More than 600 nurses die from COVID-19 worldwide
3 June 2020
ICN implores governments to collect accurate data on nurse infections and deaths and act to protect their health and save lives
The International Council of Nurses (ICN) is again calling on governments to record the number of infections and deaths among healthcare staff, and take whatever measures are needed to protect nurses from COVID-19.
Worldwide, there is no systematic and standardised record of the number of nurses and healthcare workers (HCWs) who have contracted the disease or died from it.
But ICN’s analysis, based on data from our National Nursing Associations, official figures and media reports from a limited number of countries, indicates that more than 230,000 HCWs have contracted the disease, and more than 600 nurses have now died from the virus.
ICN CEO Howard Catton said:
“For weeks now we have been asking for data about infections and deaths among nurses to be collected. We need a central database of reliable, standardised, comparable data on all infections, periods of quarantine and deaths that are directly or indirectly related COVID-19. Countries need clear reporting and monitoring mechanisms, and they should also include incidents of psychological, sexual and physical violence against healthcare workers.
‘Without this data we do not know the true cost of COVID-19, and that will make us less able to tackle other pandemics in the future. Florence Nightingale knew the importance of data in the fight against disease, and its lack in this case is potentially costing the lives of many nurses, devastating their families, and cutting off their careers in their prime. This must not be allowed to continue and ICN demands that action is taken now to put this situation right.”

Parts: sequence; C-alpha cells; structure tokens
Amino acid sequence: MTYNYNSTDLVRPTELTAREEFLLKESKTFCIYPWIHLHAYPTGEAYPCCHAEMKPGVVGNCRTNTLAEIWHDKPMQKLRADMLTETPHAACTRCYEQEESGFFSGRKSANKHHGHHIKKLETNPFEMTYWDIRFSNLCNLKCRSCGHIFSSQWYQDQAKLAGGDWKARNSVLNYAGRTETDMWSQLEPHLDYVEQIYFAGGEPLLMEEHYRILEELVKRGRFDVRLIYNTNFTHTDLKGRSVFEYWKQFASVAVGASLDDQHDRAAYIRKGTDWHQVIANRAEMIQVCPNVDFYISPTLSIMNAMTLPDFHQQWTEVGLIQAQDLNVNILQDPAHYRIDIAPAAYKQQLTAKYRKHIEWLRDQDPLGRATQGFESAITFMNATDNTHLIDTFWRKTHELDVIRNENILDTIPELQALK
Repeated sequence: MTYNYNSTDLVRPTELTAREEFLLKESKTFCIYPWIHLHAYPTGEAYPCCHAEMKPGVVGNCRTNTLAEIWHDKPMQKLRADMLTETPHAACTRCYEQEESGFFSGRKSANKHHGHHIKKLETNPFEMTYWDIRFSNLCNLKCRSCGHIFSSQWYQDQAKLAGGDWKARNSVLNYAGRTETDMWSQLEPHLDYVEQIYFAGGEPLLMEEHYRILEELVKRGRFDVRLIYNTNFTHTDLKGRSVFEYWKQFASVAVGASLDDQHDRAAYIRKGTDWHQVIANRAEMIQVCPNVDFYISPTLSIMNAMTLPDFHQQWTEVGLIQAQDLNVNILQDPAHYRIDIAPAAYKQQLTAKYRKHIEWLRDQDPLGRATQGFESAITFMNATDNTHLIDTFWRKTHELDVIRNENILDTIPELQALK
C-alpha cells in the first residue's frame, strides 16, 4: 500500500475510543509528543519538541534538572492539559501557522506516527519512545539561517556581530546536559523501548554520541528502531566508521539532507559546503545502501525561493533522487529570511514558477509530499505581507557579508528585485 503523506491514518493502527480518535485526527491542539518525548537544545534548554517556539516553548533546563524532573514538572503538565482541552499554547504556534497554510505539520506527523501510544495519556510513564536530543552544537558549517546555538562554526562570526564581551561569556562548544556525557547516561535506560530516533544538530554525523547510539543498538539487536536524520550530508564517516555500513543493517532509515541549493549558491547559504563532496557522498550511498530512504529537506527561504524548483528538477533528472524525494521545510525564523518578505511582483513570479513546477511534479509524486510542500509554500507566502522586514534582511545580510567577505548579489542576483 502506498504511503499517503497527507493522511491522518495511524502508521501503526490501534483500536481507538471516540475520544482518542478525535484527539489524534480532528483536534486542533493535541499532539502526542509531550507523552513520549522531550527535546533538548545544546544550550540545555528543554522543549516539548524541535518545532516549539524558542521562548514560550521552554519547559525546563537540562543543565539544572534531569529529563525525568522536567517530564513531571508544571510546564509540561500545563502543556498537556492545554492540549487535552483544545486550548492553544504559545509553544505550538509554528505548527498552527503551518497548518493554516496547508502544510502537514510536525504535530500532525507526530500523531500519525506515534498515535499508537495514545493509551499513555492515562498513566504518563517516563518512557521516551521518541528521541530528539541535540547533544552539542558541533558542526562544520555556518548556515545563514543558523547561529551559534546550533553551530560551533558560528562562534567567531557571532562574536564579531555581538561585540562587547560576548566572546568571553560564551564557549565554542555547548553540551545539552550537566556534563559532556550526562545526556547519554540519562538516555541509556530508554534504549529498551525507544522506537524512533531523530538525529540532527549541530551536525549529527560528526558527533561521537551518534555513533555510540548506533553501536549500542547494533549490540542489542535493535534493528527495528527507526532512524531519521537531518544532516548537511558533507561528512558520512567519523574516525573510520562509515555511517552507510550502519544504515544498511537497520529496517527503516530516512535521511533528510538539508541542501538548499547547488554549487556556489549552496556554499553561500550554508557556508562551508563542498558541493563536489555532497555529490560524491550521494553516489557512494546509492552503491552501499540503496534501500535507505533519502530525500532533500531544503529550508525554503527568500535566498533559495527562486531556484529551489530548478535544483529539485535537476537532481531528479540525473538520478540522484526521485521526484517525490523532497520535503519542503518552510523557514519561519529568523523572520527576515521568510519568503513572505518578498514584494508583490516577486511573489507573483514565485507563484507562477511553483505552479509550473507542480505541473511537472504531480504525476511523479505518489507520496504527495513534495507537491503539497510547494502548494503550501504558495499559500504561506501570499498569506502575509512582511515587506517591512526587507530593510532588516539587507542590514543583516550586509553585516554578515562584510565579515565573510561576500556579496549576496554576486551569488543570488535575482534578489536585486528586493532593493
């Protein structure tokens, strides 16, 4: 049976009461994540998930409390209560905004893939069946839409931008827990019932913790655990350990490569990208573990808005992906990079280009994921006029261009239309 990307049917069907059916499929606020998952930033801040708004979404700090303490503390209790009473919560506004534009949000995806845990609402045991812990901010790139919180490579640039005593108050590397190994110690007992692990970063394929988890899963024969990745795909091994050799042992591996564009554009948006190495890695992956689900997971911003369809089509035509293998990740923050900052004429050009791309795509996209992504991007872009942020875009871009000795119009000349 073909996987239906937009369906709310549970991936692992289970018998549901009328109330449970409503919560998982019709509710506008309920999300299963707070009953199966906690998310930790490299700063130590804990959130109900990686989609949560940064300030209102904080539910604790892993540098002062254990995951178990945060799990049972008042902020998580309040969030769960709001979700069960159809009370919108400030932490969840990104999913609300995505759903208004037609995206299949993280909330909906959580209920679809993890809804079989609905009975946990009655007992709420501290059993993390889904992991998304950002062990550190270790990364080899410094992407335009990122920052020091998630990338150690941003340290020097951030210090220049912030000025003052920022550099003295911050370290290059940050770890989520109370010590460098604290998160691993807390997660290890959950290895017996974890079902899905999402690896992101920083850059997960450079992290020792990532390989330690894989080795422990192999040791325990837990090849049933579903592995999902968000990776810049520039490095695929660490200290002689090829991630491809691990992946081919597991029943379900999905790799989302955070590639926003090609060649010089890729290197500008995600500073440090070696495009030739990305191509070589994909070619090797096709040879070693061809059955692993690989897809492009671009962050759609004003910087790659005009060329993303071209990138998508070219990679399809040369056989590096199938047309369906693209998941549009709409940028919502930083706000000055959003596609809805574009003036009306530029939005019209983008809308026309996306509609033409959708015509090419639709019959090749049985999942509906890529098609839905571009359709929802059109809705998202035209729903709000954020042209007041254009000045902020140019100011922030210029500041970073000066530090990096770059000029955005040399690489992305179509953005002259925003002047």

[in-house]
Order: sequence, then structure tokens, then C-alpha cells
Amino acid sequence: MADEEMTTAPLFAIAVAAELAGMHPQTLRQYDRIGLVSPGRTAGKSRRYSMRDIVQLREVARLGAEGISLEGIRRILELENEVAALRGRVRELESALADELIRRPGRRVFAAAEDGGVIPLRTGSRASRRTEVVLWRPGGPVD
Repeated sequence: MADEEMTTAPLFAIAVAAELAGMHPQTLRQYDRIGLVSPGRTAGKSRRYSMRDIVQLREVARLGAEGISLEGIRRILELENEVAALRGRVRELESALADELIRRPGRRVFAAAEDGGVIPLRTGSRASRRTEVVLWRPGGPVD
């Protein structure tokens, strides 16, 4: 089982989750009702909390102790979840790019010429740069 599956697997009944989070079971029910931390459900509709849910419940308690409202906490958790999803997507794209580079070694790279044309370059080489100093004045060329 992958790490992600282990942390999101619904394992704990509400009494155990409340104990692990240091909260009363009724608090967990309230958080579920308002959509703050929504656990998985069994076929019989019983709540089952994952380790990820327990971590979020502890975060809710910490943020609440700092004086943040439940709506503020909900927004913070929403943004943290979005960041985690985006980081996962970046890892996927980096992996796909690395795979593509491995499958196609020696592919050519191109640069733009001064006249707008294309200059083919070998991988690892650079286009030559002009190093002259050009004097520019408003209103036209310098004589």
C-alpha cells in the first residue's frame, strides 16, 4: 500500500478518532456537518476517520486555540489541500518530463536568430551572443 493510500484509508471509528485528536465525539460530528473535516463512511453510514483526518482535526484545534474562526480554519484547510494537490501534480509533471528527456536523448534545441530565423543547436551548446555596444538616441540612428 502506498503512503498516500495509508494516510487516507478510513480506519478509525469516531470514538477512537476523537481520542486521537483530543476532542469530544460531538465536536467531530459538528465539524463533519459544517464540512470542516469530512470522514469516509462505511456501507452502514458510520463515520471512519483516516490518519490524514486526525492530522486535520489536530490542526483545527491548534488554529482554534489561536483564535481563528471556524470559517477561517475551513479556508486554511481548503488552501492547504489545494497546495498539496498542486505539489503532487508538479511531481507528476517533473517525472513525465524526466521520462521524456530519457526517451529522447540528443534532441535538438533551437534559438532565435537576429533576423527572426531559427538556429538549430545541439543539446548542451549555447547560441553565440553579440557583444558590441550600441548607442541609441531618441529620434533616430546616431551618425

ICN’s analysis shows that on average 7% of all Covid-19 cases worldwide are among HCWs, which means that nurses and other staff are at great personal risk, and so are the patients they care for.
Extrapolating ICN’s 7% figure to cover all the world’s countries means that around 450,000 of the world’s over six million cases could be among HCWs.
The proportion of infected people who are HCWs varies widely between countries. However, many countries are not recording this data, which makes meaningful international comparisons extremely challenging.
The figures, although partial and preliminary, raise a number of questions that could be answered if all countries kept comprehensive standardised data, and if these were collated centrally on a global scale.
- What contributes to the variation of HCW infection rates between countries with a range between 1% in Singapore and more than 30% in Ireland?
- Why are some countries that have high numbers of cases recording low numbers of deaths among HCWs? For example, Germany and Spain.
- Why do the rates of deaths among nurses appear higher in some Latin American countries?
- Why are some countries reporting disproportionate deaths among black, Asian and minority ethnic HCWs? This is an issue raised directly by the Philippine Nurses Association to ICN, concerning Filipino HCWs in the UK.
- How do HCW infection rates vary between different clinical settings, such as hospitals and long-term care facilities such as care homes?
ICN Chief Executive Officer Howard Catton said:
“Nursing is looking like one of the most dangerous jobs in the world at the moment. We need to get this data for every country and work out exactly what is going on that explains the variations that are evident with even a cursory glance at the figures. Only then will we be able to learn how best to keep our nurses safe and prevent any repeat of these terrible statistics in the future.”
Download the press release here.
Image credit: Gu Jinghan